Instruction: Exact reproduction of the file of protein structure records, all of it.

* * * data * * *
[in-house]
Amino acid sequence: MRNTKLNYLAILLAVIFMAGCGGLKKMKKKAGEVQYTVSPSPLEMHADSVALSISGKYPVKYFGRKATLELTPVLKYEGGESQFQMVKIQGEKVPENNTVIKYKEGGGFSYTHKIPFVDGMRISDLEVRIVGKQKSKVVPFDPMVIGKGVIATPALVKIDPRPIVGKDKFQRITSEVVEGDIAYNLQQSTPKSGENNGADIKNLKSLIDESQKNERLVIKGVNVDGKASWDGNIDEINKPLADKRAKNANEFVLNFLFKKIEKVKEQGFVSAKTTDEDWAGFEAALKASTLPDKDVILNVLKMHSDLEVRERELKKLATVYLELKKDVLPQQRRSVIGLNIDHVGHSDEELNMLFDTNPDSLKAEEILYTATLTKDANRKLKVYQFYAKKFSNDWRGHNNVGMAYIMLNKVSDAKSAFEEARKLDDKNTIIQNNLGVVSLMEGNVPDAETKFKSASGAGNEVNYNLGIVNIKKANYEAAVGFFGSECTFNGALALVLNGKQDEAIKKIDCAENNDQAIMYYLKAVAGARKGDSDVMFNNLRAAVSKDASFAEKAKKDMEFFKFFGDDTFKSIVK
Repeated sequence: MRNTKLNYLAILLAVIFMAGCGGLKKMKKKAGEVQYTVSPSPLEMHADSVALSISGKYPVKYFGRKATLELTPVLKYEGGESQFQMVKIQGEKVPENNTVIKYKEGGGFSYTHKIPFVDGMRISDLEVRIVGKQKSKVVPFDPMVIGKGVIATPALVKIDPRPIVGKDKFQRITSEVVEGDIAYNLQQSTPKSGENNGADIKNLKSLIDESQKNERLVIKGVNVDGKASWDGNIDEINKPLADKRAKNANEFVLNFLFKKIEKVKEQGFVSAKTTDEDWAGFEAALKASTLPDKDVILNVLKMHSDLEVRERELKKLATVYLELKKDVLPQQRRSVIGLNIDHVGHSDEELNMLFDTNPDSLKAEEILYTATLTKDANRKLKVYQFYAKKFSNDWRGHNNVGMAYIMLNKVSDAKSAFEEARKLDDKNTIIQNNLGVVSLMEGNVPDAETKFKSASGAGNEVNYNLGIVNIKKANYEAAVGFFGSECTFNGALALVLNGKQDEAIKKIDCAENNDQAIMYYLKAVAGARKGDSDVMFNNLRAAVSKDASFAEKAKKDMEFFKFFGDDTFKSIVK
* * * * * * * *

[in-house]
Amino acid sequence: MRNTKLNYLAILLAVIFMAGCGGLKKMKKKAGEVQYTVSPSPLEMHADSVALSISGKYPVKYFGRKATLELTPVLKYEGGESQFQMVKIQGEKVPENNTVIKYKEGGGFSYTHKIPFVDGMRISDLEVRIVGKQKSKVVPFDPMVIGKGVIATPALVKIDPRPIVGKDKFQRITSEVVEGDIAYNLQQSTPKSGENNGADIKNLKSLIDESQKNERLVIKGVNVDGKASWDGNIDEINKPLADKRAKNANEFVLNFLFKKIEKVKEQGFVSAKTTDEDWAGFEAALKASTLPDKDVILNVLKMHSDLEVRERELKKLATVYLELKKDVLPQQRRSVIGLNIDHVGHSDEELNMLFDTNPDSLKAEEILYTATLTKDANRKLKVYQFYAKKFSNDWRGHNNVGMAYIMLNKVSDAKSAFEEARKLDDKNTIIQNNLGVVSLMEGNVPDAETKFKSASGAGNEVNYNLGIVNIKKANYEAAVGFFGSECTFNGALALVLNGKQDEAIKKIDCAENNDQAIMYYLKAVAGARKGDSDVMFNNLRAAVSKDASFAEKAKKDMEFFKFFGDDTFKSIVK
Repeated sequence: MRNTKLNYLAILLAVIFMAGCGGLKKMKKKAGEVQYTVSPSPLEMHADSVALSISGKYPVKYFGRKATLELTPVLKYEGGESQFQMVKIQGEKVPENNTVIKYKEGGGFSYTHKIPFVDGMRISDLEVRIVGKQKSKVVPFDPMVIGKGVIATPALVKIDPRPIVGKDKFQRITSEVVEGDIAYNLQQSTPKSGENNGADIKNLKSLIDESQKNERLVIKGVNVDGKASWDGNIDEINKPLADKRAKNANEFVLNFLFKKIEKVKEQGFVSAKTTDEDWAGFEAALKASTLPDKDVILNVLKMHSDLEVRERELKKLATVYLELKKDVLPQQRRSVIGLNIDHVGHSDEELNMLFDTNPDSLKAEEILYTATLTKDANRKLKVYQFYAKKFSNDWRGHNNVGMAYIMLNKVSDAKSAFEEARKLDDKNTIIQNNLGVVSLMEGNVPDAETKFKSASGAGNEVNYNLGIVNIKKANYEAAVGFFGSECTFNGALALVLNGKQDEAIKKIDCAENNDQAIMYYLKAVAGARKGDSDVMFNNLRAAVSKDASFAEKAKKDMEFFKFFGDDTFKSIVK